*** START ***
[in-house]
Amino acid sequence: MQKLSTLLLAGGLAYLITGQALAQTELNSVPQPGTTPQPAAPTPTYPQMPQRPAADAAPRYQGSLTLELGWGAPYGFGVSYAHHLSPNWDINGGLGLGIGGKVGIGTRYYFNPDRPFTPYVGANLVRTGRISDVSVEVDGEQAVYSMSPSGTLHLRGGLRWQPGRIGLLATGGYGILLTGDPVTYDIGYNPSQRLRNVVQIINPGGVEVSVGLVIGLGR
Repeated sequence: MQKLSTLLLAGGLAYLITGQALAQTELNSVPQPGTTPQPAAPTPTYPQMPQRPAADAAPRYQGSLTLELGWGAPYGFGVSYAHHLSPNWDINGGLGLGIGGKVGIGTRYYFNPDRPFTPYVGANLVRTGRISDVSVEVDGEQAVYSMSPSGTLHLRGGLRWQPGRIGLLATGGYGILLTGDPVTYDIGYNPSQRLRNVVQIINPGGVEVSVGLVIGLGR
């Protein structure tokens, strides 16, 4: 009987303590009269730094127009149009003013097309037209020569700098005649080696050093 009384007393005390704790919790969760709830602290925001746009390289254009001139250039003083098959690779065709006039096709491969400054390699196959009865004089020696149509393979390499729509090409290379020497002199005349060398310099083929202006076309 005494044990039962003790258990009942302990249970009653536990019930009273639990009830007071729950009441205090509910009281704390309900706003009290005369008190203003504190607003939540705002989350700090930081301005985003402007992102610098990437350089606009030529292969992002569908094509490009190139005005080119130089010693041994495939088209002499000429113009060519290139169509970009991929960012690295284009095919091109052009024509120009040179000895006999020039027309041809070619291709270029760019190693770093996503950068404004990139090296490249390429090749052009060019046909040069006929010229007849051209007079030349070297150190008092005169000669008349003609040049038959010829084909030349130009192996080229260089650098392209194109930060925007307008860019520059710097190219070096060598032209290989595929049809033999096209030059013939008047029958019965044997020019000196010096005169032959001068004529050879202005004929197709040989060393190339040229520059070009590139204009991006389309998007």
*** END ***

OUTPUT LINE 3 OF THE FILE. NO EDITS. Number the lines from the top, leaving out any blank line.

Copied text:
Repeated sequence: MQKLSTLLLAGGLAYLITGQALAQTELNSVPQPGTTPQPAAPTPTYPQMPQRPAADAAPRYQGSLTLELGWGAPYGFGVSYAHHLSPNWDINGGLGLGIGGKVGIGTRYYFNPDRPFTPYVGANLVRTGRISDVSVEVDGEQAVYSMSPSGTLHLRGGLRWQPGRIGLLATGGYGILLTGDPVTYDIGYNPSQRLRNVVQIINPGGVEVSVGLVIGLGR